What Drags Down World Trade Growth?
Growth in world trade is expected to remain sluggish in 2016 due to weak global demand, according to the World Trade Organization (WTO). The slowdown in the Chinese economy dealt a major blow to global trade in 2015 with Chinese imports falling by 14 percent in value terms.
In its latest forecasts released on April 7, the WTO said it expected the world merchandise trade volume to grow by 2.8 percent in 2016, which is unchanged from the 2.8 percent in 2015. Trade growth should then accelerate to 3.6 percent in 2017.
Including the 2016 forecast, world trade is expected grow in line with global gross domestic product (GDP) for five years, rather than twice as fast as was previously the case. Average trade growth since 1990 was 5 percent.
This will be the fifth consecutive year of trade growth below 3 percent, stated WTO Director General Roberto Azevêdo in the press release. Such a long, uninterrupted slow trade growth is unprecedented since the 1980s.
World trade could worsen with a further downside scenario including a sharper than expected slowing of the Chinese economy, worsening financial market volatility, and exposure of countries with large foreign debts to sharp exchange rate movements.
On the other hand, there is some upside potential if monetary support from the European Central Bank succeeds in generating faster growth in the euro area.
Alternative indicators of economic and trade activity in the first few months of 2016 were mixed, with some pointing to a recovering trade and output growth while others suggest some slowing. Therefore, trade growth is expected to remain volatile in 2016.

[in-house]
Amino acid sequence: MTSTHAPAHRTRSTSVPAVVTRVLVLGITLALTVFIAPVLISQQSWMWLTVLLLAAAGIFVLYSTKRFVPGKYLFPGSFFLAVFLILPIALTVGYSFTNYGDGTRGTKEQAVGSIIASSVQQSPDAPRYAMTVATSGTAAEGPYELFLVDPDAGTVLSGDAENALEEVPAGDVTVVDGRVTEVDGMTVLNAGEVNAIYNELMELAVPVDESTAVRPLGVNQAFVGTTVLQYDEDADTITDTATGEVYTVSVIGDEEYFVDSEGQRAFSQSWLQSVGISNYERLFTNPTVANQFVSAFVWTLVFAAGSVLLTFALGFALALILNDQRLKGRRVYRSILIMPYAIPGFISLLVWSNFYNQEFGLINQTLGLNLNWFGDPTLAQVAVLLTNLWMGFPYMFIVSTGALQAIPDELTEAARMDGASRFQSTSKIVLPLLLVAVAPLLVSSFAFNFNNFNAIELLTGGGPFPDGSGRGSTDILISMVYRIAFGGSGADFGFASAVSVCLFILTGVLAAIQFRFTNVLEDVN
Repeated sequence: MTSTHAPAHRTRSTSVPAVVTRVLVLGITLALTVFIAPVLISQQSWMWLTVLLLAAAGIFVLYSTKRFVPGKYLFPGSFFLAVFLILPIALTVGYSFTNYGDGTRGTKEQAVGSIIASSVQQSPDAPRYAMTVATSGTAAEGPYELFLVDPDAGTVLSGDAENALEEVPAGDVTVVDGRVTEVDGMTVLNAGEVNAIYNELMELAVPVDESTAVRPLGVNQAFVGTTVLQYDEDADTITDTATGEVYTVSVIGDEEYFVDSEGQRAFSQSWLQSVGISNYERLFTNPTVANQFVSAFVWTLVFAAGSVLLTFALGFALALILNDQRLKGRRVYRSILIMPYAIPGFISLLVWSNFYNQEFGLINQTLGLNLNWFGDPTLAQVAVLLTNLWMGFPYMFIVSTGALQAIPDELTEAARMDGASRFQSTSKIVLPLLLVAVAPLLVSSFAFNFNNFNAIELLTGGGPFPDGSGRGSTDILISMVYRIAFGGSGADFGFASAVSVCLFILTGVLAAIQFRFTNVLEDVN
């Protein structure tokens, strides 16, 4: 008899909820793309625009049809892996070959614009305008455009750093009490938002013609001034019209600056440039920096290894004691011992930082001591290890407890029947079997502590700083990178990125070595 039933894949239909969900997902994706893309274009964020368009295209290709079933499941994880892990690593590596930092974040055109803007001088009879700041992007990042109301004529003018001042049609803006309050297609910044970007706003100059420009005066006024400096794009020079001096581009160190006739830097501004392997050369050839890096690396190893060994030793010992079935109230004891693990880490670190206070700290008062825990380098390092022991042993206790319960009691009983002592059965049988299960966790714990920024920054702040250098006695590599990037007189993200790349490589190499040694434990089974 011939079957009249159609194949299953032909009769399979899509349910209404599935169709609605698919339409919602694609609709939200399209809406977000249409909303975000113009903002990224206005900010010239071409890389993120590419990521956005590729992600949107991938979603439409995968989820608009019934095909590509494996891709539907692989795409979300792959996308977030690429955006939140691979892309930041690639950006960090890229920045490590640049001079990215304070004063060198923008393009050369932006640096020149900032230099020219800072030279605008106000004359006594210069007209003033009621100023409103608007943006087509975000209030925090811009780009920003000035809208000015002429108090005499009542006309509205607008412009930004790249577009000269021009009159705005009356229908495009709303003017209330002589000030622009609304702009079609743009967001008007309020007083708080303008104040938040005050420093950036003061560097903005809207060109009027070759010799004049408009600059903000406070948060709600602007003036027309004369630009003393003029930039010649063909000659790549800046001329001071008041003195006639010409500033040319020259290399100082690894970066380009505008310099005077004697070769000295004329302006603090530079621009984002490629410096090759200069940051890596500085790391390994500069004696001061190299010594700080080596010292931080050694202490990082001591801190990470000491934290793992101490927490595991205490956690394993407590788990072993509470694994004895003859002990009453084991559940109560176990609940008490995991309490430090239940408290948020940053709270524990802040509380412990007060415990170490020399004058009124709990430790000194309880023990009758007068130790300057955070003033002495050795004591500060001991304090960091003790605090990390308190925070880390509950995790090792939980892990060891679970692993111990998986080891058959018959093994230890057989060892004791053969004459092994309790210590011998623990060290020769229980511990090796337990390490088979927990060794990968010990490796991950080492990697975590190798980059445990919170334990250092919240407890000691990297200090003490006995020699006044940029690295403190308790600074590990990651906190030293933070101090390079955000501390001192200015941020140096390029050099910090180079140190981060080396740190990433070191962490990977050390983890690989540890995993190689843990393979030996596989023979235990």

2015 Trade Statistics
World trade in 2015 was unusually volatile, falling in the second quarter in both developed and developing countries before rebounding in the second half.
World trade growth of 2.8 percent in 2015 refers to the average of merchandise exports and imports in volume terms. This contrasts with the sharp decline in the dollar value of world trade, which fell 13 percent to $16.5 trillion, down from $19 trillion in 2014.
The discrepancy was mostly attributable to strong fluctuations in commodity prices and exchange rates, driven mainly by slowing economic growth in China. Volatility in financial markets affected business and consumer confidence globally, as well.
Asia’s impact on world import volume growth declined in 2015 as the Chinese and other Asian economies cooled. Asia contributed just 0.6 percentage points to the global increase of 2.6 percent.
In contrast, Europe made a large positive contribution, accounting for 1.5 percentage points of the 2.6 percent increase in world import volume. The gradual recovery of intra-EU trade was responsible for much of the rebound in Europe.